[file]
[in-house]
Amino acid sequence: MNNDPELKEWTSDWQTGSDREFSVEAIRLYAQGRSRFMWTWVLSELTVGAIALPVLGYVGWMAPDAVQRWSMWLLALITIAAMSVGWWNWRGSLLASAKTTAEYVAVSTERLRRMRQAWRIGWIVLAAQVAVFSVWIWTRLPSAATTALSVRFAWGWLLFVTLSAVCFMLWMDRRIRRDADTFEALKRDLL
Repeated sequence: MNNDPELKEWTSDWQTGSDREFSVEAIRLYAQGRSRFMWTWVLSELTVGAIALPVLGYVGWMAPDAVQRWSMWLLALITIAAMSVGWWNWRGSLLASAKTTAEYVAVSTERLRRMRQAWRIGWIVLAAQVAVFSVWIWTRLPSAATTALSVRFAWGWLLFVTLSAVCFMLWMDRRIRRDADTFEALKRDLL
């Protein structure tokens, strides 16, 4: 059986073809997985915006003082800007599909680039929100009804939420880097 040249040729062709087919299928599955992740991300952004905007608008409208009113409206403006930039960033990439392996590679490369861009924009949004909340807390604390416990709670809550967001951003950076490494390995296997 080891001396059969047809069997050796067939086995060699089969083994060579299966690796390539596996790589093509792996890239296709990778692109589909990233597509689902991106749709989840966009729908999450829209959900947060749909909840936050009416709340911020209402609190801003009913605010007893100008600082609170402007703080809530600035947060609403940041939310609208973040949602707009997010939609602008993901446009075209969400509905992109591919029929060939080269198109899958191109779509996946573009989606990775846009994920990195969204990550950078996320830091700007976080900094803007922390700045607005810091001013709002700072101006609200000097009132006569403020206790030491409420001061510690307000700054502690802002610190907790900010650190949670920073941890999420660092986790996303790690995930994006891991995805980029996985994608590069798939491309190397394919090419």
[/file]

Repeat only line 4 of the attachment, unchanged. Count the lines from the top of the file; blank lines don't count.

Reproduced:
């Protein structure tokens, strides 16, 4: 059986073809997985915006003082800007599909680039929100009804939420880097 040249040729062709087919299928599955992740991300952004905007608008409208009113409206403006930039960033990439392996590679490369861009924009949004909340807390604390416990709670809550967001951003950076490494390995296997 080891001396059969047809069997050796067939086995060699089969083994060579299966690796390539596996790589093509792996890239296709990778692109589909990233597509689902991106749709989840966009729908999450829209959900947060749909909840936050009416709340911020209402609190801003009913605010007893100008600082609170402007703080809530600035947060609403940041939310609208973040949602707009997010939609602008993901446009075209969400509905992109591919029929060939080269198109899958191109779509996946573009989606990775846009994920990195969204990550950078996320830091700007976080900094803007922390700045607005810091001013709002700072101006609200000097009132006569403020206790030491409420001061510690307000700054502690802002610190907790900010650190949670920073941890999420660092986790996303790690995930994006891991995805980029996985994608590069798939491309190397394919090419």